News. Join an informative tour of the Estate

28th of March, 2017

Must-tells, should-tells and could-tells. This is the Tour Guide’s mantra at Dumfries House, as outlined by Curator Emeritus Charlotte Rostek and implemented on the intensive, three-day training course for successful applicants. “The stories of the House, the build and the family, these are the core elements, the must-tells,” says Alex MacDonald Head Guide and volunteer co-ordinator.

Then it’s up to the rookie Guide to decide what element of the House drives them to craft their own tales about the House’s story, and these become the should-tells. Finally, the Guides really need to do their homework and finesse their story with unique details, to become the could-tells. “We often say the best way for a guide to learn is by osmosis,” says Alex. After the course you work as a Visitor Service Assistant, a shepherd at the back of each tour. It’s the perfect way to gain knowledge from veteran Guides. “You just soak it up,” explains Alex.

Inspiration is easily found in the House’s inter-woven stories. For longest-serving Guides Gail Gilchrist and Roger Read, the art and the furniture hold a particular fascination. Visitor Services Co-ordinator Carol Drummond is enthralled by the family saga. For MacDonald, his particular joy is regaling his guests with stories of the honey trap, the raison d’être of Dumfries House: a widowed, heirless 5th Earl’s lavish interior decoration was designed to woo a prospective bride if his portrait, hung in the Pink Dining Room, didn’t immediately seduce. “I always mention that at the start and leave my guests dangling until the mid point of the tour, when I ask ‘Do you think it worked? Was there a second wife?’,” chuckles Macdonald. “Most folk think they’d have succumbed to all of the House’s charms.”

Dumfries House opens its doors to the public from March to December, welcoming up to 24,000 guests a year. In September – peak season – the House can accommodate up to 11 groups a day, both public and bespoke. Historic societies, art enthusiasts and women’s clubs are brought in by the coachload, enjoying evening or curator-led events, Chippendale- or clock-based tours, refreshed with anything from tea and cake to a three-course meal in the Library.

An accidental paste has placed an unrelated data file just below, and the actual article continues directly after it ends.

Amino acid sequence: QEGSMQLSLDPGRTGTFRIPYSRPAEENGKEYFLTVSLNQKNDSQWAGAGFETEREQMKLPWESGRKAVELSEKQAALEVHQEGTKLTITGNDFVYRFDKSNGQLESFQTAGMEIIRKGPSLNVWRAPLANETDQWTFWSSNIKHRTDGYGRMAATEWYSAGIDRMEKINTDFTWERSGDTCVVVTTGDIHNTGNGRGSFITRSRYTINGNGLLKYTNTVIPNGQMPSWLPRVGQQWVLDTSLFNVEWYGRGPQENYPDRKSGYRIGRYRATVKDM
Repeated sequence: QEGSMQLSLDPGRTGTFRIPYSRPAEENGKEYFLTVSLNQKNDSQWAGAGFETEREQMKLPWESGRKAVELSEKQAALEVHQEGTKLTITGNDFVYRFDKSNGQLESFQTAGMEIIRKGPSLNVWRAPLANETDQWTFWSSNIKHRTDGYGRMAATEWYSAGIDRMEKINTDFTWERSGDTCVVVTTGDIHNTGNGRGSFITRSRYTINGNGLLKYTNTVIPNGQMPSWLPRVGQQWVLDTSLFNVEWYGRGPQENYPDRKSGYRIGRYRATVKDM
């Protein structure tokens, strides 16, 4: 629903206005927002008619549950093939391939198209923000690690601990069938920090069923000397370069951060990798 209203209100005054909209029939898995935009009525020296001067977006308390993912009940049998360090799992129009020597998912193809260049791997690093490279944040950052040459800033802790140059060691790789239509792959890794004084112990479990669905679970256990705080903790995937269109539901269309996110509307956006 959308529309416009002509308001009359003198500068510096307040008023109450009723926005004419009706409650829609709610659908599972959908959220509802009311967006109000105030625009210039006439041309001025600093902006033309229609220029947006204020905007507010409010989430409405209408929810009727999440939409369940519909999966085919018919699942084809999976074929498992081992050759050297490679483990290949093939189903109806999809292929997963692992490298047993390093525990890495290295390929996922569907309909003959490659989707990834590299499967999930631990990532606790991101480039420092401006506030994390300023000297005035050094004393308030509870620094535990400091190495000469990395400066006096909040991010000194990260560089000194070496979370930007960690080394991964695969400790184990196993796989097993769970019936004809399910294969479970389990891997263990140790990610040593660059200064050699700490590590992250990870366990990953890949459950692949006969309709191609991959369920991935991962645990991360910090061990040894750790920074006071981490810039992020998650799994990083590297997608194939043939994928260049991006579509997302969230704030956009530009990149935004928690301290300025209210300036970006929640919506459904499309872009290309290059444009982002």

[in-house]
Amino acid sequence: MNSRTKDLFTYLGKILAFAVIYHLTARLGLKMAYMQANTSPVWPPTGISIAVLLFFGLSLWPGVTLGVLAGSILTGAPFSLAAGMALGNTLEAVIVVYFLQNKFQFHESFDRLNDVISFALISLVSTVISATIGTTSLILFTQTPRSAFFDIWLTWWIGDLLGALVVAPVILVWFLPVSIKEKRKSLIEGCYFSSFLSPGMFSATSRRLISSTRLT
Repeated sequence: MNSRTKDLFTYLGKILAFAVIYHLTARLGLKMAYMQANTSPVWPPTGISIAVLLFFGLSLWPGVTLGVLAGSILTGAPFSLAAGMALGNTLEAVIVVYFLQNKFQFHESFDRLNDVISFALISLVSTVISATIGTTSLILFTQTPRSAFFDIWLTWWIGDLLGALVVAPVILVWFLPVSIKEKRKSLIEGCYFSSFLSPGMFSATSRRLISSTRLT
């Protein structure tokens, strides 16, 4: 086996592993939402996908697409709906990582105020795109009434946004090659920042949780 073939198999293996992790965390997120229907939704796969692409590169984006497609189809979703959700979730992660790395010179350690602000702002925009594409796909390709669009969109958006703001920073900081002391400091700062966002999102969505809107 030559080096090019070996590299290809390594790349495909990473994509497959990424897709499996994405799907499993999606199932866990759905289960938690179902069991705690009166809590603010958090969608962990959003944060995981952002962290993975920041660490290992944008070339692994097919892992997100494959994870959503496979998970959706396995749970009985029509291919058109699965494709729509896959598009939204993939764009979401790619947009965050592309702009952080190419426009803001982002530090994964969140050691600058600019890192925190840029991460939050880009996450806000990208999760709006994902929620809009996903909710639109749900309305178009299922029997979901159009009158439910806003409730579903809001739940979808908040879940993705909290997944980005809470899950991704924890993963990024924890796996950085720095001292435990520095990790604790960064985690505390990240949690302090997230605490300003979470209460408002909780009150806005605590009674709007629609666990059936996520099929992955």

Historic homes are big business. Monetising an estate has been popular since the last century, when death duties threatened the upkeep of stately piles. From Highclere to Chatsworth, Blenheim to Goodwood, aristocratic homes now have visitor centres, restaurants, wedding venues and outdoor events from dog shows to jousting. Dumfries House has all of these elements, but its dimensions are modest in comparison to other castles and homes in the UK: 3, 622 sq ft to Highclere’s 120,000. So how does it charm its visitors?

The interior alone makes the House unique: it is home to the largest collection of Chippendale furniture in the world. His delicately carved pieces are often flanked by those of Alexander Peter, William Mathie and Francis Brodie, the most celebrated wrights (cabinet makers) of the period. Axminster carpets cover floors and a Murano Glass chandelier cascades from the ceiling, while Henry Raeburns and a rare Constable painting adorn the walls. It’s a living collection, with many pieces occupying the same space now as they did in 1760.

The 3rd Marquess of Bute fondly recalled that “Of all of the houses in my possession, Dumfries House was the homeliest”. This sentiment is kept alive. Visitors are guests; as you walk from room to room, you’re unfettered by velvet ropes and able to enjoy the many charms of the House as if you were invited by the Marquess himself.

In recent years the House was a private residence, its existence widely unknown among locals. With the opening of its doors, it’s now part of the community; no less in part to the comprehensive business plan designed to revive the local area. With unemployment running through three generations in the surrounding areas, the opening of the House as a commercial venture has been significant. The Estate now employs more than 140 staff from the local community.

And the grounds have been designed with particular thought paid to the needs of the area: woodland walks, education and play areas for children, it’s free of charge and open to all.

This new chapter in the House’s story is integral to the Tour Guide’s narrative. Explains Drummond: “ We always round up the tour detailing our success stories and how we are working with the community.” For Gail Gilchrist, becoming a Guide has been a lifeline, providing a much-loved job after she closed her local knitwear design business. “It’s a project that centres around connecting people and giving them self-worth, inspiration and joy,” she enthuses. Rich history interwoven with social regeneration and a decent pot of tea. Where else can you get that on a day out?